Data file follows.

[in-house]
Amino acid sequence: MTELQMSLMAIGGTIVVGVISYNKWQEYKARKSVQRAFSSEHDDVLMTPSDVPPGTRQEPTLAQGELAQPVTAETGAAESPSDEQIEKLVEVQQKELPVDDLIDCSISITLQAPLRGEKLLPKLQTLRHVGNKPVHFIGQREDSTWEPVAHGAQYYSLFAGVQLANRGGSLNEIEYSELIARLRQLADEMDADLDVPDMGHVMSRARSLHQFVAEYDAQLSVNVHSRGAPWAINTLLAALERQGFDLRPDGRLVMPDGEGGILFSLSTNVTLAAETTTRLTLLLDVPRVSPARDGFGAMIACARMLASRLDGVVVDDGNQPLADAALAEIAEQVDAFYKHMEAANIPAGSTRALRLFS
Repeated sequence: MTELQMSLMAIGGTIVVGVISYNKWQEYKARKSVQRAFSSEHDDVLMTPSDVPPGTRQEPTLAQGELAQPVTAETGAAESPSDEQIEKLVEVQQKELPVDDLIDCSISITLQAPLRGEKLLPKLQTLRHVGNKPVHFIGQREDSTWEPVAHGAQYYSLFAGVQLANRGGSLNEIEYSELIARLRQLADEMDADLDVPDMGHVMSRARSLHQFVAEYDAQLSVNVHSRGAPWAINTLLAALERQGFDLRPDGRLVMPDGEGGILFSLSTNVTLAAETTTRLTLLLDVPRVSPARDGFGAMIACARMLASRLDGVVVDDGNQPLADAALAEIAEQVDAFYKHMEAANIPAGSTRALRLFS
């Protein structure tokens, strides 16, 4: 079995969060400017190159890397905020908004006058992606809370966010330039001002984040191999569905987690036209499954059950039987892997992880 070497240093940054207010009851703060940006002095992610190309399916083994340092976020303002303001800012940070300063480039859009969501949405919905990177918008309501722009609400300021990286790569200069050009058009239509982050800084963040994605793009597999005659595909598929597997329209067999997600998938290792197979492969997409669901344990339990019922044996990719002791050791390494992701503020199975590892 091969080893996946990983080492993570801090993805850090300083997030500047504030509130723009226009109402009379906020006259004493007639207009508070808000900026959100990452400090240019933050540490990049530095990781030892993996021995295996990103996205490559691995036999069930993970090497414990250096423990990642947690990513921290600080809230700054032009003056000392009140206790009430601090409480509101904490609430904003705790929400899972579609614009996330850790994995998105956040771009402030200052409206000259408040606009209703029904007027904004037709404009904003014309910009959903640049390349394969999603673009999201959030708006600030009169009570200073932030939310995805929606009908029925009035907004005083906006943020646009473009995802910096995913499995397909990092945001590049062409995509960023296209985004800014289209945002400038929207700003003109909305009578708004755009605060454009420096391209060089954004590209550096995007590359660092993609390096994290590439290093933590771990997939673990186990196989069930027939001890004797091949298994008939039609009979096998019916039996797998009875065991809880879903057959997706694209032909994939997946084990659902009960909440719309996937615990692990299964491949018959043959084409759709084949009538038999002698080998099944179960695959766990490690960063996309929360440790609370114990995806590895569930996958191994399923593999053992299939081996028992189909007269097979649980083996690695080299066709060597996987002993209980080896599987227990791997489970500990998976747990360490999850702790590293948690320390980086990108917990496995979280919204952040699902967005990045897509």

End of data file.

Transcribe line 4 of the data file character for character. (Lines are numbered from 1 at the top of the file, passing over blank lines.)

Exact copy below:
């Protein structure tokens, strides 16, 4: 079995969060400017190159890397905020908004006058992606809370966010330039001002984040191999569905987690036209499954059950039987892997992880 070497240093940054207010009851703060940006002095992610190309399916083994340092976020303002303001800012940070300063480039859009969501949405919905990177918008309501722009609400300021990286790569200069050009058009239509982050800084963040994605793009597999005659595909598929597997329209067999997600998938290792197979492969997409669901344990339990019922044996990719002791050791390494992701503020199975590892 091969080893996946990983080492993570801090993805850090300083997030500047504030509130723009226009109402009379906020006259004493007639207009508070808000900026959100990452400090240019933050540490990049530095990781030892993996021995295996990103996205490559691995036999069930993970090497414990250096423990990642947690990513921290600080809230700054032009003056000392009140206790009430601090409480509101904490609430904003705790929400899972579609614009996330850790994995998105956040771009402030200052409206000259408040606009209703029904007027904004037709404009904003014309910009959903640049390349394969999603673009999201959030708006600030009169009570200073932030939310995805929606009908029925009035907004005083906006943020646009473009995802910096995913499995397909990092945001590049062409995509960023296209985004800014289209945002400038929207700003003109909305009578708004755009605060454009420096391209060089954004590209550096995007590359660092993609390096994290590439290093933590771990997939673990186990196989069930027939001890004797091949298994008939039609009979096998019916039996797998009875065991809880879903057959997706694209032909994939997946084990659902009960909440719309996937615990692990299964491949018959043959084409759709084949009538038999002698080998099944179960695959766990490690960063996309929360440790609370114990995806590895569930996958191994399923593999053992299939081996028992189909007269097979649980083996690695080299066709060597996987002993209980080896599987227990791997489970500990998976747990360490999850702790590293948690320390980086990108917990496995979280919204952040699902967005990045897509």